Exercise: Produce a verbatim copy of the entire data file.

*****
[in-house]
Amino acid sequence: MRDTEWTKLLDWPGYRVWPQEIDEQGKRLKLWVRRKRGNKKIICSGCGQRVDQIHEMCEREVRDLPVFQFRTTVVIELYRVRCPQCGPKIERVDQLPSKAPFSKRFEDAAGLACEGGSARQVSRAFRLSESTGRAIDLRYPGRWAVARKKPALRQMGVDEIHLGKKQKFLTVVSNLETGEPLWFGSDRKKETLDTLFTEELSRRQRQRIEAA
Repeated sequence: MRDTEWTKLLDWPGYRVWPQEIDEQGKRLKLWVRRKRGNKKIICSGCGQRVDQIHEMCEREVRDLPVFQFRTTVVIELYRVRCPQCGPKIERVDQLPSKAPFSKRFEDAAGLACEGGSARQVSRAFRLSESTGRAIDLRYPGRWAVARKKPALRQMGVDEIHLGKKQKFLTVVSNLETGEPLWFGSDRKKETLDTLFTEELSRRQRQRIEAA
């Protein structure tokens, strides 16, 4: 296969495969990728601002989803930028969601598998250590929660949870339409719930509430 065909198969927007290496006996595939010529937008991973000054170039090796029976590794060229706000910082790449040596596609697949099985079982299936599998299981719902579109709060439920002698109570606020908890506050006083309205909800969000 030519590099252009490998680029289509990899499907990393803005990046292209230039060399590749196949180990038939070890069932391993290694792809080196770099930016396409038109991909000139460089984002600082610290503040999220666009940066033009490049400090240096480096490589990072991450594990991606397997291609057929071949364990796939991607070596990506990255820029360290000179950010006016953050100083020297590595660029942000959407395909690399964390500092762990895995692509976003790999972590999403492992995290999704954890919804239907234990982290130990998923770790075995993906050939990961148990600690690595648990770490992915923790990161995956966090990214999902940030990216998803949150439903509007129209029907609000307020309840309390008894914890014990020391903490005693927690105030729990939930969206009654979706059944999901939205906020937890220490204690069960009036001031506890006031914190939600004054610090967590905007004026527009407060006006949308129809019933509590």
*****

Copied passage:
[in-house]
Amino acid sequence: MRDTEWTKLLDWPGYRVWPQEIDEQGKRLKLWVRRKRGNKKIICSGCGQRVDQIHEMCEREVRDLPVFQFRTTVVIELYRVRCPQCGPKIERVDQLPSKAPFSKRFEDAAGLACEGGSARQVSRAFRLSESTGRAIDLRYPGRWAVARKKPALRQMGVDEIHLGKKQKFLTVVSNLETGEPLWFGSDRKKETLDTLFTEELSRRQRQRIEAA
Repeated sequence: MRDTEWTKLLDWPGYRVWPQEIDEQGKRLKLWVRRKRGNKKIICSGCGQRVDQIHEMCEREVRDLPVFQFRTTVVIELYRVRCPQCGPKIERVDQLPSKAPFSKRFEDAAGLACEGGSARQVSRAFRLSESTGRAIDLRYPGRWAVARKKPALRQMGVDEIHLGKKQKFLTVVSNLETGEPLWFGSDRKKETLDTLFTEELSRRQRQRIEAA
């Protein structure tokens, strides 16, 4: 296969495969990728601002989803930028969601598998250590929660949870339409719930509430 065909198969927007290496006996595939010529937008991973000054170039090796029976590794060229706000910082790449040596596609697949099985079982299936599998299981719902579109709060439920002698109570606020908890506050006083309205909800969000 030519590099252009490998680029289509990899499907990393803005990046292209230039060399590749196949180990038939070890069932391993290694792809080196770099930016396409038109991909000139460089984002600082610290503040999220666009940066033009490049400090240096480096490589990072991450594990991606397997291609057929071949364990796939991607070596990506990255820029360290000179950010006016953050100083020297590595660029942000959407395909690399964390500092762990895995692509976003790999972590999403492992995290999704954890919804239907234990982290130990998923770790075995993906050939990961148990600690690595648990770490992915923790990161995956966090990214999902940030990216998803949150439903509007129209029907609000307020309840309390008894914890014990020391903490005693927690105030729990939930969206009654979706059944999901939205906020937890220490204690069960009036001031506890006031914190939600004054610090967590905007004026527009407060006006949308129809019933509590």